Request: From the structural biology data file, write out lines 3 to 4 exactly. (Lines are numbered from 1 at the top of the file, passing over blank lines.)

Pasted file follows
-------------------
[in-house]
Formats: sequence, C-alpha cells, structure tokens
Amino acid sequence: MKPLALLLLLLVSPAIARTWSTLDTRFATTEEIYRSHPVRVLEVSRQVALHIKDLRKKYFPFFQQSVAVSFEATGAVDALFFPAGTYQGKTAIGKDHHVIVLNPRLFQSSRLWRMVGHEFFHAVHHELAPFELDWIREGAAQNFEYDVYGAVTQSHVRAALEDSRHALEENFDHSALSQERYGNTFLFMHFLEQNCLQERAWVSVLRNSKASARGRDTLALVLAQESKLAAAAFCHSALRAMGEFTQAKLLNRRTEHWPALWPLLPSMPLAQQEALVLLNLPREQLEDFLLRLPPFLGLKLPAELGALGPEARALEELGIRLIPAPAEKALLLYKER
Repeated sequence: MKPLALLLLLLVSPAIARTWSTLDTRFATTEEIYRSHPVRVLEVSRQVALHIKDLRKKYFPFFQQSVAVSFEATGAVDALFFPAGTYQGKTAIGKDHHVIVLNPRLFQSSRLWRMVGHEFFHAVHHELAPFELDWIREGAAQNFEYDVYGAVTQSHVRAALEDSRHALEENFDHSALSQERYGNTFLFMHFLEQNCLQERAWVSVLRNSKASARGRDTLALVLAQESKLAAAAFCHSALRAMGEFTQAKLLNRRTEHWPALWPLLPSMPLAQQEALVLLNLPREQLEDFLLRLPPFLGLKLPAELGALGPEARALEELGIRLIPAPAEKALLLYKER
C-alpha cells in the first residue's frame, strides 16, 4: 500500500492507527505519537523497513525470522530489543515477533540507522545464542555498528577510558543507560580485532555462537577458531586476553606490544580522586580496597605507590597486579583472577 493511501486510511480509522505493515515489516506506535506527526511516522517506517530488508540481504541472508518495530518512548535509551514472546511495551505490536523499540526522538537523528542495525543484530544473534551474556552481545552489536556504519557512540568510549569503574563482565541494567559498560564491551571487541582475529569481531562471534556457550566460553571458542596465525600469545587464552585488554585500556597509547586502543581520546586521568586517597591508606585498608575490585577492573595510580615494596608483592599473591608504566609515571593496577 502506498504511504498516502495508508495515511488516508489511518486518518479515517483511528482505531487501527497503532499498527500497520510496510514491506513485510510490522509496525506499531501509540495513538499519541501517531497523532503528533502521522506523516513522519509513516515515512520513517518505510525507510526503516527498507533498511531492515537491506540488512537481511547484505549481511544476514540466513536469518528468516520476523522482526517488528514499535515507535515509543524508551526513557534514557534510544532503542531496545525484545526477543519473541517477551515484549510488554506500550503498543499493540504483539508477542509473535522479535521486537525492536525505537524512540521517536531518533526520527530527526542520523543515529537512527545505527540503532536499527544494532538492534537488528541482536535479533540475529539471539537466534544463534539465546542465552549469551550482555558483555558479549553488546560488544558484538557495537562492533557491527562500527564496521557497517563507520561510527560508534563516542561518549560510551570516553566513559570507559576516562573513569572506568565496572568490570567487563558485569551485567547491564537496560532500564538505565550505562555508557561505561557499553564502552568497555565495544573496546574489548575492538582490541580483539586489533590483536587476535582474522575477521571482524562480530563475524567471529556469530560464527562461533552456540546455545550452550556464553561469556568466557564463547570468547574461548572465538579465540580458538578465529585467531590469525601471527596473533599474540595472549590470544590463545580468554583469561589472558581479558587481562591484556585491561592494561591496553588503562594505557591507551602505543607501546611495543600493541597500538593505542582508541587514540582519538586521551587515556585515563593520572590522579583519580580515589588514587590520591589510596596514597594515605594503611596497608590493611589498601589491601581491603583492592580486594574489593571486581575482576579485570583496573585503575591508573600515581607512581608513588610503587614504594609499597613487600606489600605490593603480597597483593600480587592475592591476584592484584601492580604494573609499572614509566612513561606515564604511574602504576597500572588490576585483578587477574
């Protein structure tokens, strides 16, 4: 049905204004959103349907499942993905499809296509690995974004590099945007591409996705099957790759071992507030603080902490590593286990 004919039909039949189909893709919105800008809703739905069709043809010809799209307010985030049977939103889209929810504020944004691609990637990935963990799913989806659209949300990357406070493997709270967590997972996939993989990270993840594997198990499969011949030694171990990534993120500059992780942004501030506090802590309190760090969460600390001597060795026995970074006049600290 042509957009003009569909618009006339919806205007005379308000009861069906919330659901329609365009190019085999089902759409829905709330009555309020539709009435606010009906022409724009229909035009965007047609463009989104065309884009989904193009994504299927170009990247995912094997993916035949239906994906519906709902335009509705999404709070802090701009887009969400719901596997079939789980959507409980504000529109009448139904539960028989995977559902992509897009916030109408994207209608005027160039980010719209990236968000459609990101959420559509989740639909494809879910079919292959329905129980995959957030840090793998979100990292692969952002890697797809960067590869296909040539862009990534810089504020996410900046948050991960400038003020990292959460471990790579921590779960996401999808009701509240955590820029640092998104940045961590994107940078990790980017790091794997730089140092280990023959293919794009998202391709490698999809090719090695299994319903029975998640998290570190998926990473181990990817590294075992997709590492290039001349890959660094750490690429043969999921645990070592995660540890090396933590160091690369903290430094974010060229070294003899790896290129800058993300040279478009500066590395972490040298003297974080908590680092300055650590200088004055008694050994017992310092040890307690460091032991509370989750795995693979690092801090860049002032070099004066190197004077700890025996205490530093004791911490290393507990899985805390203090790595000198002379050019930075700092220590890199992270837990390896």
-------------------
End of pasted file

Amino acid sequence: MKPLALLLLLLVSPAIARTWSTLDTRFATTEEIYRSHPVRVLEVSRQVALHIKDLRKKYFPFFQQSVAVSFEATGAVDALFFPAGTYQGKTAIGKDHHVIVLNPRLFQSSRLWRMVGHEFFHAVHHELAPFELDWIREGAAQNFEYDVYGAVTQSHVRAALEDSRHALEENFDHSALSQERYGNTFLFMHFLEQNCLQERAWVSVLRNSKASARGRDTLALVLAQESKLAAAAFCHSALRAMGEFTQAKLLNRRTEHWPALWPLLPSMPLAQQEALVLLNLPREQLEDFLLRLPPFLGLKLPAELGALGPEARALEELGIRLIPAPAEKALLLYKER
Repeated sequence: MKPLALLLLLLVSPAIARTWSTLDTRFATTEEIYRSHPVRVLEVSRQVALHIKDLRKKYFPFFQQSVAVSFEATGAVDALFFPAGTYQGKTAIGKDHHVIVLNPRLFQSSRLWRMVGHEFFHAVHHELAPFELDWIREGAAQNFEYDVYGAVTQSHVRAALEDSRHALEENFDHSALSQERYGNTFLFMHFLEQNCLQERAWVSVLRNSKASARGRDTLALVLAQESKLAAAAFCHSALRAMGEFTQAKLLNRRTEHWPALWPLLPSMPLAQQEALVLLNLPREQLEDFLLRLPPFLGLKLPAELGALGPEARALEELGIRLIPAPAEKALLLYKER